"De ole jedge has be'n a little onreg'lar sence de wah, suh; but he gin'ally gits roun' 'bout ten o'clock er so. He's be'n kin' er feeble fer de las' few yeahs. An' I reckon," continued the undertaker solemnly, his glance unconsciously seeking a row of fine caskets standing against the wall,—"I reckon he'll soon be goin' de way er all de earth. 'Man dat is bawn er 'oman hath but a sho't time ter lib, an' is full er mis'ry. He cometh up an' is cut down lack as a flower.' 'De days er his life is three-sco' an' ten'—an' de ole jedge is libbed mo' d'n dat, suh, by five yeahs, ter say de leas'."
"'Death,'" quoted Warwick, with whose mood the undertaker's remarks were in tune, "'is the penalty that all must pay for the crime of living.'"
"Dat 's a fac', suh, dat 's a fac'; so dey mus'—so dey mus'. An' den all de dead has ter be buried. An' we does ou' sheer of it, suh, we does ou' sheer. We conduc's de obs'quies er all de bes' w'ite folks er de town, suh."
Warwick left the undertaker's shop and retraced his steps until he had passed the lawyer's office, toward which he threw an affectionate glance. A few rods farther led him past the old black Presbyterian church, with its square tower, embowered in a stately grove; past the Catholic church, with its many crosses, and a painted wooden figure of St. James in a recess beneath the gable; and past the old Jefferson House, once the leading hotel of the town, in front of which political meetings had been held, and political speeches made, and political hard cider drunk, in the days of "Tippecanoe and Tyler too."
The street down which Warwick had come intersected Front Street at a sharp angle in front of the old hotel, forming a sort of flatiron block at the junction, known as Liberty Point,—perhaps because slave auctions were sometimes held there in the good old days. Just before Warwick reached Liberty Point, a young woman came down Front Street from the direction of the market-house. When their paths converged, Warwick kept on down Front Street behind her, it having been already his intention to walk in this direction.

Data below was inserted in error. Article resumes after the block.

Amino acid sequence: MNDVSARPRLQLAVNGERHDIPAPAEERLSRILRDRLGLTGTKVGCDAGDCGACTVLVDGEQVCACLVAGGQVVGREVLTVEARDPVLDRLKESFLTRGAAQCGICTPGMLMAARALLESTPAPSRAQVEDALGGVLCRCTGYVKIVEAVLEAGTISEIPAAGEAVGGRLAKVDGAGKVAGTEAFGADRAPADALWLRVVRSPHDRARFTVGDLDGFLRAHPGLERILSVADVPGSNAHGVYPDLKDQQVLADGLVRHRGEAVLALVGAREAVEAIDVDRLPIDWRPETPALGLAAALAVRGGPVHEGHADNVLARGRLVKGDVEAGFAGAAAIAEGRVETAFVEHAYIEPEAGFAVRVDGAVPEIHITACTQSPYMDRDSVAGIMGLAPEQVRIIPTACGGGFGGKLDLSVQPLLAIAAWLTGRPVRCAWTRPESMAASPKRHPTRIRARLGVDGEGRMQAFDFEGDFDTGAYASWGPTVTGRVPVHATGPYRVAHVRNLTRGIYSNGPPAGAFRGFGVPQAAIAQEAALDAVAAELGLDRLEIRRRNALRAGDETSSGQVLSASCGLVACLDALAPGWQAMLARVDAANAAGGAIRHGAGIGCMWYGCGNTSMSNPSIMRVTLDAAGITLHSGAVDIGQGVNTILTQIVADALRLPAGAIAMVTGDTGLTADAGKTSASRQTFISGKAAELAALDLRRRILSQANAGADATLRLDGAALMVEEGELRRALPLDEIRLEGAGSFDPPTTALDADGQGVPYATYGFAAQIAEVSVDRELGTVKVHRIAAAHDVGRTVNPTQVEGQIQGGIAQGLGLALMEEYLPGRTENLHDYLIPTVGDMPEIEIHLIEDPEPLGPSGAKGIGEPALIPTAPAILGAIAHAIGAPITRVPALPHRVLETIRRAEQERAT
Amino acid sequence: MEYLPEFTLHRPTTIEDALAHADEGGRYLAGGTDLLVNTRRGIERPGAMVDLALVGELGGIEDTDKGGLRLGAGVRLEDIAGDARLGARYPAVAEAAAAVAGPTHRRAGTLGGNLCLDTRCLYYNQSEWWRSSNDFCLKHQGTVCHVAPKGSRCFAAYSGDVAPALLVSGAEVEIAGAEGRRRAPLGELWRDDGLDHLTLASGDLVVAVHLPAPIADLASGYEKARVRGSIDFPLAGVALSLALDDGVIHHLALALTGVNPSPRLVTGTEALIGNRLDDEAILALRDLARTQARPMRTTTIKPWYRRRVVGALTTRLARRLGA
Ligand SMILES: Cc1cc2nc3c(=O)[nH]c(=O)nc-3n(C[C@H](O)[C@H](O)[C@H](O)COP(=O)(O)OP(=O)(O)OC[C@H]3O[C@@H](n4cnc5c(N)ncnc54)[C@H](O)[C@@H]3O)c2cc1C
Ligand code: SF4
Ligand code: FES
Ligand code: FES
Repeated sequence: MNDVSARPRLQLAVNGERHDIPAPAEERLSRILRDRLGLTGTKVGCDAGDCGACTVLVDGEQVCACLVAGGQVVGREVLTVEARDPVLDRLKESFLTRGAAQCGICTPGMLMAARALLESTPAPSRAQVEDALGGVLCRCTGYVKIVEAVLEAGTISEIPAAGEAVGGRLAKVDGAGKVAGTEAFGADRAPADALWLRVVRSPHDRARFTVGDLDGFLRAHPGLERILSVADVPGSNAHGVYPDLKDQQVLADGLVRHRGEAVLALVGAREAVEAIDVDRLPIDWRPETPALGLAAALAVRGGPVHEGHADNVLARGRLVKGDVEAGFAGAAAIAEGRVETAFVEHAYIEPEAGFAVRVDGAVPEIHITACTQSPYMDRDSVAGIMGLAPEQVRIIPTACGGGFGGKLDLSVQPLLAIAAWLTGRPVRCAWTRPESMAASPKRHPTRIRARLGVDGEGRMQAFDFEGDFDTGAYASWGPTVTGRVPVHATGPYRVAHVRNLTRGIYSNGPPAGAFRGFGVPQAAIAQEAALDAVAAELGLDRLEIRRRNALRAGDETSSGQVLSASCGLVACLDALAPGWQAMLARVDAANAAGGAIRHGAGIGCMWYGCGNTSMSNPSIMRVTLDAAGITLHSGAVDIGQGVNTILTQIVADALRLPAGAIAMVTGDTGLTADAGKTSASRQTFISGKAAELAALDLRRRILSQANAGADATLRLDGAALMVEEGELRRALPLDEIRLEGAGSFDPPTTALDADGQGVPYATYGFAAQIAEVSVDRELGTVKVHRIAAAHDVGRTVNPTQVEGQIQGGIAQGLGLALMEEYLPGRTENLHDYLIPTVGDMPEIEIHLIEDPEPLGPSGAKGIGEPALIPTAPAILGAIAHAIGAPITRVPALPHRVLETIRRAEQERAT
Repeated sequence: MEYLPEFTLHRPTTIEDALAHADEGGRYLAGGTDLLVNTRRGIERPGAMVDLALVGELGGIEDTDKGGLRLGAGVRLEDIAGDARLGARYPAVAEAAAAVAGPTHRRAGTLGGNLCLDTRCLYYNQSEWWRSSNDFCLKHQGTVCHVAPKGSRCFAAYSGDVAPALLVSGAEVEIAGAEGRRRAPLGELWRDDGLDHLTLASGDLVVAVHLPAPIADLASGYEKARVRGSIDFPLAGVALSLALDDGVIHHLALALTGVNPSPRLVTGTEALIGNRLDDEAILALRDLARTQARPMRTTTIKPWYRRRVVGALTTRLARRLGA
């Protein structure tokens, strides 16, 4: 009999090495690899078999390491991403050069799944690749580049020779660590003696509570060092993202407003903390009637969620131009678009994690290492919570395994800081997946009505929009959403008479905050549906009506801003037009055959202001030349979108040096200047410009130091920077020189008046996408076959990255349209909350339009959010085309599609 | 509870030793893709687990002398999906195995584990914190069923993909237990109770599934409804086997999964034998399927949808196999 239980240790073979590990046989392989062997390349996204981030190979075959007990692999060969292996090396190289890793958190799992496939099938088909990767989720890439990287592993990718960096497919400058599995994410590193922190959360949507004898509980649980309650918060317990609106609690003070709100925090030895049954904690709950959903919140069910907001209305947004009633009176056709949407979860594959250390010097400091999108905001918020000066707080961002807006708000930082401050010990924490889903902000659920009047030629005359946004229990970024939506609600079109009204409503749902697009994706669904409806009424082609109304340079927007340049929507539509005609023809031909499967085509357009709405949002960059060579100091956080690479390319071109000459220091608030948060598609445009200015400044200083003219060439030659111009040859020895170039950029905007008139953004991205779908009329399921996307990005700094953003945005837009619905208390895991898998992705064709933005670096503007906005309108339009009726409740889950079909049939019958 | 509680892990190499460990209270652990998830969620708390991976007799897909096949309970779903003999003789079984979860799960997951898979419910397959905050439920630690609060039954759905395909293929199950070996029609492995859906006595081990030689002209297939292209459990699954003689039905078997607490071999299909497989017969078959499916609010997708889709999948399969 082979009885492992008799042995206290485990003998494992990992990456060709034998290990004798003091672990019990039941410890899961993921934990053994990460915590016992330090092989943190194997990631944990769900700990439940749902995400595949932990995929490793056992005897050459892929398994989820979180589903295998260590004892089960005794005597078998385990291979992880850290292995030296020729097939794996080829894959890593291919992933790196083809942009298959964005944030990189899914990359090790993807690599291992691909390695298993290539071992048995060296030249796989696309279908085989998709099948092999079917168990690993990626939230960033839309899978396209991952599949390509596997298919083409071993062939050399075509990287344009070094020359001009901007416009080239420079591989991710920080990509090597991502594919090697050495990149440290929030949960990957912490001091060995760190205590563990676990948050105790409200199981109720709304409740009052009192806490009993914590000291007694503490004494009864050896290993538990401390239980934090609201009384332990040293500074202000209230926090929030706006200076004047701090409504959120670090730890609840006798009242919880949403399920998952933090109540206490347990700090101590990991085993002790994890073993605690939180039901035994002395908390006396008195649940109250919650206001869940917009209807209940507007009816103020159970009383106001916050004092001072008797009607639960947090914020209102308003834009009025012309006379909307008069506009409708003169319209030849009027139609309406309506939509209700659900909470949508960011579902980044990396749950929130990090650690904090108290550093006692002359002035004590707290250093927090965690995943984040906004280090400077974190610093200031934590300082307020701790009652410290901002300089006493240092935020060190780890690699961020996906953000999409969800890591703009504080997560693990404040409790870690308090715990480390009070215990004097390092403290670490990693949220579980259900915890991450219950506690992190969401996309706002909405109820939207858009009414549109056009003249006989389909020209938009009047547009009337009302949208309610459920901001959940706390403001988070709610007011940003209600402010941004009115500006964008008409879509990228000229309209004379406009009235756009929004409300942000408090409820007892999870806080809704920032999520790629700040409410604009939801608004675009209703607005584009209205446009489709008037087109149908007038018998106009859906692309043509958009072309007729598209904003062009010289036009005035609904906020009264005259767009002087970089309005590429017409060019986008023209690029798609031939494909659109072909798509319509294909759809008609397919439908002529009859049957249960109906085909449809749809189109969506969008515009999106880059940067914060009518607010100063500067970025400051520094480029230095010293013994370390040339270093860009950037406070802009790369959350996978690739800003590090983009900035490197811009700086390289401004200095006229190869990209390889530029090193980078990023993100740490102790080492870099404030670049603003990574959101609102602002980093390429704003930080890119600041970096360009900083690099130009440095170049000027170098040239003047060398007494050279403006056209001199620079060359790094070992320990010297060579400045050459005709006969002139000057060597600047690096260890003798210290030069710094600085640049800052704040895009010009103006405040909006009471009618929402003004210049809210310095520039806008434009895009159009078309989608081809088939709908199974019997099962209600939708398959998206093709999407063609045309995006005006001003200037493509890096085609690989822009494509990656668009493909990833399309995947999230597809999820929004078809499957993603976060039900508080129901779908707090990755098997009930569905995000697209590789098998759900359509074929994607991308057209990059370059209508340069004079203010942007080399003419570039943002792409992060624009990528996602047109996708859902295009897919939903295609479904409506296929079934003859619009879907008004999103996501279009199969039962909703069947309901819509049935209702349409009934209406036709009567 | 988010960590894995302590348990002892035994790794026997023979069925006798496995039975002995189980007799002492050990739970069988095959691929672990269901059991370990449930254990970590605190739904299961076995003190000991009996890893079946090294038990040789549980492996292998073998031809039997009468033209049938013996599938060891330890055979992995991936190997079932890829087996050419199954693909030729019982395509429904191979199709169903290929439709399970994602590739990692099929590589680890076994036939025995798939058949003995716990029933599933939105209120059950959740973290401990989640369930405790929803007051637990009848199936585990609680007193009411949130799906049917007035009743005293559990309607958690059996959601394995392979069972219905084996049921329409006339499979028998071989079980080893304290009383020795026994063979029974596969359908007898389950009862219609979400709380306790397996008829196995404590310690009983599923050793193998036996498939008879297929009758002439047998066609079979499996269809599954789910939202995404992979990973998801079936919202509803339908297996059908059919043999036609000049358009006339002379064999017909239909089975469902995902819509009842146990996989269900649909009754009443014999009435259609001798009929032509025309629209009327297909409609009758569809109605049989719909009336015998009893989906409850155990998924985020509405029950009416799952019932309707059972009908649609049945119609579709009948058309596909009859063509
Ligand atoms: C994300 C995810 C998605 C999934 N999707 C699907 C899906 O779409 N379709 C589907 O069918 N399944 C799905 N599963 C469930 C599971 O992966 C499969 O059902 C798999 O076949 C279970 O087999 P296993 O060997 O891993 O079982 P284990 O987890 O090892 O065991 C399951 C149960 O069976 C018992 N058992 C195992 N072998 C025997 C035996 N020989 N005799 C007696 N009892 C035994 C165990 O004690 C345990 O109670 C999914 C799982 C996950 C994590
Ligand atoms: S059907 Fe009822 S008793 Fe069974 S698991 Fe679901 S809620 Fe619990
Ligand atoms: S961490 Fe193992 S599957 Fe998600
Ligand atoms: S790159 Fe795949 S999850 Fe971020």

Warwick's first glance had revealed the fact that the young woman was strikingly handsome, with a stately beauty seldom encountered. As he walked along behind her at a measured distance, he could not help noting the details that made up this pleasing impression, for his mind was singularly alive to beauty, in whatever embodiment. The girl's figure, he perceived, was admirably proportioned; she was evidently at the period when the angles of childhood were rounding into the promising curves of adolescence. Her abundant hair, of a dark and glossy brown, was neatly plaited and coiled above an ivory column that rose straight from a pair of gently sloping shoulders, clearly outlined beneath the light muslin frock that covered them. He could see that she was tastefully, though not richly, dressed, and that she walked with an elastic step that revealed a light heart and the vigor of perfect health. Her face, of course, he could not analyze, since he had caught only the one brief but convincing glimpse of it.
The young woman kept on down Front Street, Warwick maintaining his distance a few rods behind her. They passed a factory, a warehouse or two, and then, leaving the brick pavement, walked along on mother earth, under a leafy arcade of spreading oaks and elms. Their way led now through a residential portion of the town, which, as they advanced, gradually declined from staid respectability to poverty, open and unabashed. Warwick observed, as they passed through the respectable quarter, that few people who met the girl greeted her, and that some others whom she passed at gates or doorways gave her no sign of recognition; from which he inferred that she was possibly a visitor in the town and not well acquainted.